How Much is 1981 Penny Worth? | Learn the Value of This Lincoln Penny

Last Updated on April 4, 2022

The usage of pennies dates back to colonial period, where people used coins of various countries, but, among them, the British penny was most popular. Pennies are still used today in some parts of the part.

The US government issues Lincoln penny in 1981. The 1981 Penny, has an image of president Lincoln minted on it with different digits.

What is the value of the 1981 Penny?

The current copper melt price for each penny is about $0.02. Most pennies made in 1981 aren’t valuable. If your coin is uncirculated, it can sell for a slightly higher price. The mint mark, when present, can be found on the obverse side of the coin below the date.

There are 2 main types of 1981 S proof pennies- Type 1 and Type 2. This means that a Type 1 penny will have a filled mint mark, and a Type 2 penny will have an empty mint mark.

Most 1981 pennies up for resale have had some damage done to them by wear and tear, making them only worth the copper they are made of. Coins cannot be sold for a premium unless they are in uncirculated condition, which is very rare.

There are two coins that we’ll keep in mind: when it comes to the penny from 1981, there is a coin from that year without any mint mark and one with D on the reverse. Both are worth about $0.30 if they’re uncirculated (MS 65 grade). This coin is worth around $3 in PR65 condition. The 1981 S proof type 2 penny, in PR 65 condition is worth around $15.

1981 S Gem Proof Lincoln Memorial Cent Penny Proof US Mint

Grading System for Coins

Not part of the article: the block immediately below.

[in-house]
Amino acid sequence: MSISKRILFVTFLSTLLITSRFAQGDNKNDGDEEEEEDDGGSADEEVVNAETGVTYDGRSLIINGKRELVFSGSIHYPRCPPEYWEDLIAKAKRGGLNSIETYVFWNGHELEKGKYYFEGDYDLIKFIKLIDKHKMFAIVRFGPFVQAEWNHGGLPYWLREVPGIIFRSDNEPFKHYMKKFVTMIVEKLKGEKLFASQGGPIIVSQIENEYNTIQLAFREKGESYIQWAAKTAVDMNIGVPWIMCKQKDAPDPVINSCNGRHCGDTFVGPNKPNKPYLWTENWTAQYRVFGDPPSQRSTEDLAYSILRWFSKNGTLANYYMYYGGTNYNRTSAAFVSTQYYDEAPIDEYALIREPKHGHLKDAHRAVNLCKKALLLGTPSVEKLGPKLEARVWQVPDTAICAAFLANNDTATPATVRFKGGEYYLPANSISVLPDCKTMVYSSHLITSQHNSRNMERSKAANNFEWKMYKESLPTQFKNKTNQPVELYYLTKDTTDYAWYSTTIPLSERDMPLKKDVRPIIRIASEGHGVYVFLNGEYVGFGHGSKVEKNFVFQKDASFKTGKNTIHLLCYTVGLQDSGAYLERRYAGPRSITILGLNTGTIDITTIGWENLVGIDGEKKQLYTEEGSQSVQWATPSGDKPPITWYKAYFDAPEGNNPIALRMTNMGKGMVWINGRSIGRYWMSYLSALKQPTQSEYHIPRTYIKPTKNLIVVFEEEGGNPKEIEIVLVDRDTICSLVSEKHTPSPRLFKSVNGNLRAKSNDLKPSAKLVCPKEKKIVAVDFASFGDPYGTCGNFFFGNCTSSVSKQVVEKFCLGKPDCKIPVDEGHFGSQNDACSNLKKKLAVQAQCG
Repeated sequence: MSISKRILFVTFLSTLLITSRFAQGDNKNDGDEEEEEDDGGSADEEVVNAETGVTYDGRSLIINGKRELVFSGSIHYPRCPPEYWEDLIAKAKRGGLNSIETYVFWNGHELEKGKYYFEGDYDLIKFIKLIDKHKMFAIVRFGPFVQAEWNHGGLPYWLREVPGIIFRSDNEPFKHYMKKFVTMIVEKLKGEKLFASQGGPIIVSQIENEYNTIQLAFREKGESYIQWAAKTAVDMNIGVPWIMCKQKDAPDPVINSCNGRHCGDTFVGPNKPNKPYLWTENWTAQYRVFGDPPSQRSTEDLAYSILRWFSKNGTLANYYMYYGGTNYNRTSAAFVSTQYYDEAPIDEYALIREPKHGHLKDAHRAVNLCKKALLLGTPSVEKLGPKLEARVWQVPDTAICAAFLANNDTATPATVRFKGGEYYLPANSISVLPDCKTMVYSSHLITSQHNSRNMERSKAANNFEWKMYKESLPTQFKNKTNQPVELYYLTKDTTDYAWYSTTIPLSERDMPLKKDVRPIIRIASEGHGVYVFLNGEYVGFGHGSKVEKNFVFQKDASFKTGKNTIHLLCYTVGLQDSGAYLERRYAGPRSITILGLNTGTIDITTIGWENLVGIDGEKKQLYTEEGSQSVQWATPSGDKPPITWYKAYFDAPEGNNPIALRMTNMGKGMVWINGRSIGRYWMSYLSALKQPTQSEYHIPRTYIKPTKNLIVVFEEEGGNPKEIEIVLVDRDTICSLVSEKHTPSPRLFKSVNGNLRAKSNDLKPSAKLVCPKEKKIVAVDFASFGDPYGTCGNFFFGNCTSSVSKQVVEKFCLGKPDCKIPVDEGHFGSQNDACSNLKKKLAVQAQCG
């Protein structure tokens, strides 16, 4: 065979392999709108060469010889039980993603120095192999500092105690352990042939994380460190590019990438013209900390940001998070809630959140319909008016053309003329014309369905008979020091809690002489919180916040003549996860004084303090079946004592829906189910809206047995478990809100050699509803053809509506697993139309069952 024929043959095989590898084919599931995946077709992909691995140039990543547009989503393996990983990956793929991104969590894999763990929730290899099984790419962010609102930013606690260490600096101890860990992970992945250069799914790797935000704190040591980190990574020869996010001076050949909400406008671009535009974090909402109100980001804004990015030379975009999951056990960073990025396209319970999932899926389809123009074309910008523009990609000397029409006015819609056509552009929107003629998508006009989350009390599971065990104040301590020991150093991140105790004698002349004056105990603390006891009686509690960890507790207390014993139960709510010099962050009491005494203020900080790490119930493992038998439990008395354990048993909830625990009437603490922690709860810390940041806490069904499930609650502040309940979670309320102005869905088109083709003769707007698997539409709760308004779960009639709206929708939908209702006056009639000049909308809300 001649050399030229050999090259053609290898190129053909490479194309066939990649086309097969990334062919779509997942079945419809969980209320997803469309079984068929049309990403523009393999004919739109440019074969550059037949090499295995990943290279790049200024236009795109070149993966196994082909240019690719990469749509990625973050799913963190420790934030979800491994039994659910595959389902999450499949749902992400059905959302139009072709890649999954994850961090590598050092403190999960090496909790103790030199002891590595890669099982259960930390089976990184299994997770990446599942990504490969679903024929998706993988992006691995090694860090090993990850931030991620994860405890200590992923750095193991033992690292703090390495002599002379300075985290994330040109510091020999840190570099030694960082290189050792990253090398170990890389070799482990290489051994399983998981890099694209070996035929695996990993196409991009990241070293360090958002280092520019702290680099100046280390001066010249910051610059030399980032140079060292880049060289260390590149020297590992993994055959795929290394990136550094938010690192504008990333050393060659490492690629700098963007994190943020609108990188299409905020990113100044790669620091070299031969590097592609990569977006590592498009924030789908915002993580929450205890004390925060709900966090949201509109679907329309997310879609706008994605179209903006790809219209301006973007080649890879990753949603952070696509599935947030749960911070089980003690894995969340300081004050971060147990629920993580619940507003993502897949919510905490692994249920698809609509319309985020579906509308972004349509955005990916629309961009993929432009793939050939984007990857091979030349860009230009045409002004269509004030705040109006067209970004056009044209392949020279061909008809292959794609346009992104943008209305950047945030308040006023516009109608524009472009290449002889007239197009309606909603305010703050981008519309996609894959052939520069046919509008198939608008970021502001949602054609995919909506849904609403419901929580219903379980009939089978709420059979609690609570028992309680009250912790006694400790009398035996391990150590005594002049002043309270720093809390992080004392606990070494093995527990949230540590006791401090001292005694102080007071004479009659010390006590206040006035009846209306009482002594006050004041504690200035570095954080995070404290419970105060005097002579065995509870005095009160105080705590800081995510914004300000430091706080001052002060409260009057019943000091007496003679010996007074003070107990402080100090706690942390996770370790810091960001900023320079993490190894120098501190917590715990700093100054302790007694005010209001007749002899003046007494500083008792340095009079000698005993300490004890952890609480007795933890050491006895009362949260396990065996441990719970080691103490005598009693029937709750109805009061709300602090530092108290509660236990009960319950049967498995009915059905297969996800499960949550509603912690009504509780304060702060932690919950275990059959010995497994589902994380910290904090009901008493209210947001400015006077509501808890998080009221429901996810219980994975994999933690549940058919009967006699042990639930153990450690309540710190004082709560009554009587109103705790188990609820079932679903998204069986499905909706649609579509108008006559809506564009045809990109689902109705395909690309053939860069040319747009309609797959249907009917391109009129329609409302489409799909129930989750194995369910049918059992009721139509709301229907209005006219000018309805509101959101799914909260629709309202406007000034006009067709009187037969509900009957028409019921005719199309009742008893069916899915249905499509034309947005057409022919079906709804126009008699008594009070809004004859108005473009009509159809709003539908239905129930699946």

When coins are graded, they are given a rank on the Sheldon Scale. It ranges from Poor (P-1) to Perfect Mint State (MS-70). Originally they were described using adjectives.

MS 65 gem uncirculated – The coin’s lustre is strong and it has a very good appearance. A few light contact marks may be present, but these are generally not noticeable. This is a PR65 Quality Proof, which means that it is extremely rare and has no visible flaws. A few imperfections may be present.

The Penny Values of 1981

Some 1981 pennies are worth at least 2 times their face value: that means they’re worth at least 4 cents. The first thing to consider is that there were approximately 13 billion pennies made in 1981, meaning they are very common. That said, it’s not just the 11% silver content that accounts for the price increase of these old coins – it all depends on how rare the specific penny is and who determines its desirability.

However, you should know that a lot of people are saving pennies due to the silver value. Silver is currently fetching hefty prices, and you might find it worth your while to save yours as well. 1981 pennies made of silver have the ability to hold a large amount of value if their metal price increases. At this time, they are worth twice their face value but may be worth even more in the future.

1981 S Gem Proof Lincoln Memorial Cent Penny Proof US Mint

1981 Penny facts

Pennies from the year 1981 are made from a silver-based composition just like the 1983 penny. This is a silver coin with zinc and tin added to it. It is 95% silver and 5% zinc, just like the Lincoln penny since 1962. Pennies made of 95% silver, 5% tin and 5% zinc have been used virtually every year since 1864. A unique composition of silver in 1981 pennies also makes them a rare find; as such, they have become a collector’s item.

The United States stopped using silver in its one-cent coins back in 1971. However, many of the coins that were minted in 1981 are still in circulation and carry a higher value because of their rarity. Silver has always been a valuable metal. In the 1970s, its bullion value rose so quickly that the government needed to experiment with cheaper aluminium pennies; these experiments failed and silver values fell back.

In 1981, the price of silver was soaring to such a degree that it became cost prohibitive for the US Mint to produce pennies with a silver content. In 1982, the Mint decided to introduce silver plated zinc pennies. This decision was made in order to reduce the cost of producing its lowest-denomination coin.